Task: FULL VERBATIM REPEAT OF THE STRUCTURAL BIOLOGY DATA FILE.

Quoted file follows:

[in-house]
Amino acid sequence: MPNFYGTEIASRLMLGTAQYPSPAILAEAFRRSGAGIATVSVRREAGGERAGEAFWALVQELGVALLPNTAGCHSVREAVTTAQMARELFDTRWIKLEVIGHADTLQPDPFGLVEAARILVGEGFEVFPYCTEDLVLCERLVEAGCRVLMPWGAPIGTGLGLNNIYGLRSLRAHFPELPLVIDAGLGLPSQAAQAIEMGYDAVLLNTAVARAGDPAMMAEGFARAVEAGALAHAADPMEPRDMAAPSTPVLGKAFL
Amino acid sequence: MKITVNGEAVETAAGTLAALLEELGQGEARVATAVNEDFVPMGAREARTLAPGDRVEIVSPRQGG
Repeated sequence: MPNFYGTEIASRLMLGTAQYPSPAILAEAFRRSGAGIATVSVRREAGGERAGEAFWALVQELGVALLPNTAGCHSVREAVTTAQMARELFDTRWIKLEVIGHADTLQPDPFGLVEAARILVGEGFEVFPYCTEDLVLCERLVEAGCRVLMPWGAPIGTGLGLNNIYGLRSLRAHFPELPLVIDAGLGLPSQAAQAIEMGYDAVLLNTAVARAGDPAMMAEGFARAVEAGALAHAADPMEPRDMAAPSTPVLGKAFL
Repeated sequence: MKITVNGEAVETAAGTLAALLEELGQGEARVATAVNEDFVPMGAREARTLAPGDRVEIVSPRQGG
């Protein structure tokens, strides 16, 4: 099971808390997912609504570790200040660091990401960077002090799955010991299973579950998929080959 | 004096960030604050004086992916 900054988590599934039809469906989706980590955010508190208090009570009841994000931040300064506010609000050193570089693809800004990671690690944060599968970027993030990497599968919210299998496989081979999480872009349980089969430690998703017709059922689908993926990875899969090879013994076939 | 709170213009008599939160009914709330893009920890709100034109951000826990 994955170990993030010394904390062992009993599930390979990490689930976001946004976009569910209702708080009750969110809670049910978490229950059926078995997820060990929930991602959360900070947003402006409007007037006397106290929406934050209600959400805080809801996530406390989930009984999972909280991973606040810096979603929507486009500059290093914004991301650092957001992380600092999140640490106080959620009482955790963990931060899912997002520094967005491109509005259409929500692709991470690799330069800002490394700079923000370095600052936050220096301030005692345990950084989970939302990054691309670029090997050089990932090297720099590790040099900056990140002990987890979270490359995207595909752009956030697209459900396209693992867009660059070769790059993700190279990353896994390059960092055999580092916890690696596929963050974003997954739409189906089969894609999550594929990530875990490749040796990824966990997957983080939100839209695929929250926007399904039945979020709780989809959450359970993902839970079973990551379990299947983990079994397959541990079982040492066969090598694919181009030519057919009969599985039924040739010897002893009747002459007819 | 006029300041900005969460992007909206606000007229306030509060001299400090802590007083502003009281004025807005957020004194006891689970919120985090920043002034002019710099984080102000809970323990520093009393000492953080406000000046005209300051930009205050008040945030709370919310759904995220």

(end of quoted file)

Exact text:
[in-house]
Amino acid sequence: MPNFYGTEIASRLMLGTAQYPSPAILAEAFRRSGAGIATVSVRREAGGERAGEAFWALVQELGVALLPNTAGCHSVREAVTTAQMARELFDTRWIKLEVIGHADTLQPDPFGLVEAARILVGEGFEVFPYCTEDLVLCERLVEAGCRVLMPWGAPIGTGLGLNNIYGLRSLRAHFPELPLVIDAGLGLPSQAAQAIEMGYDAVLLNTAVARAGDPAMMAEGFARAVEAGALAHAADPMEPRDMAAPSTPVLGKAFL
Amino acid sequence: MKITVNGEAVETAAGTLAALLEELGQGEARVATAVNEDFVPMGAREARTLAPGDRVEIVSPRQGG
Repeated sequence: MPNFYGTEIASRLMLGTAQYPSPAILAEAFRRSGAGIATVSVRREAGGERAGEAFWALVQELGVALLPNTAGCHSVREAVTTAQMARELFDTRWIKLEVIGHADTLQPDPFGLVEAARILVGEGFEVFPYCTEDLVLCERLVEAGCRVLMPWGAPIGTGLGLNNIYGLRSLRAHFPELPLVIDAGLGLPSQAAQAIEMGYDAVLLNTAVARAGDPAMMAEGFARAVEAGALAHAADPMEPRDMAAPSTPVLGKAFL
Repeated sequence: MKITVNGEAVETAAGTLAALLEELGQGEARVATAVNEDFVPMGAREARTLAPGDRVEIVSPRQGG
């Protein structure tokens, strides 16, 4: 099971808390997912609504570790200040660091990401960077002090799955010991299973579950998929080959 | 004096960030604050004086992916 900054988590599934039809469906989706980590955010508190208090009570009841994000931040300064506010609000050193570089693809800004990671690690944060599968970027993030990497599968919210299998496989081979999480872009349980089969430690998703017709059922689908993926990875899969090879013994076939 | 709170213009008599939160009914709330893009920890709100034109951000826990 994955170990993030010394904390062992009993599930390979990490689930976001946004976009569910209702708080009750969110809670049910978490229950059926078995997820060990929930991602959360900070947003402006409007007037006397106290929406934050209600959400805080809801996530406390989930009984999972909280991973606040810096979603929507486009500059290093914004991301650092957001992380600092999140640490106080959620009482955790963990931060899912997002520094967005491109509005259409929500692709991470690799330069800002490394700079923000370095600052936050220096301030005692345990950084989970939302990054691309670029090997050089990932090297720099590790040099900056990140002990987890979270490359995207595909752009956030697209459900396209693992867009660059070769790059993700190279990353896994390059960092055999580092916890690696596929963050974003997954739409189906089969894609999550594929990530875990490749040796990824966990997957983080939100839209695929929250926007399904039945979020709780989809959450359970993902839970079973990551379990299947983990079994397959541990079982040492066969090598694919181009030519057919009969599985039924040739010897002893009747002459007819 | 006029300041900005969460992007909206606000007229306030509060001299400090802590007083502003009281004025807005957020004194006891689970919120985090920043002034002019710099984080102000809970323990520093009393000492953080406000000046005209300051930009205050008040945030709370919310759904995220």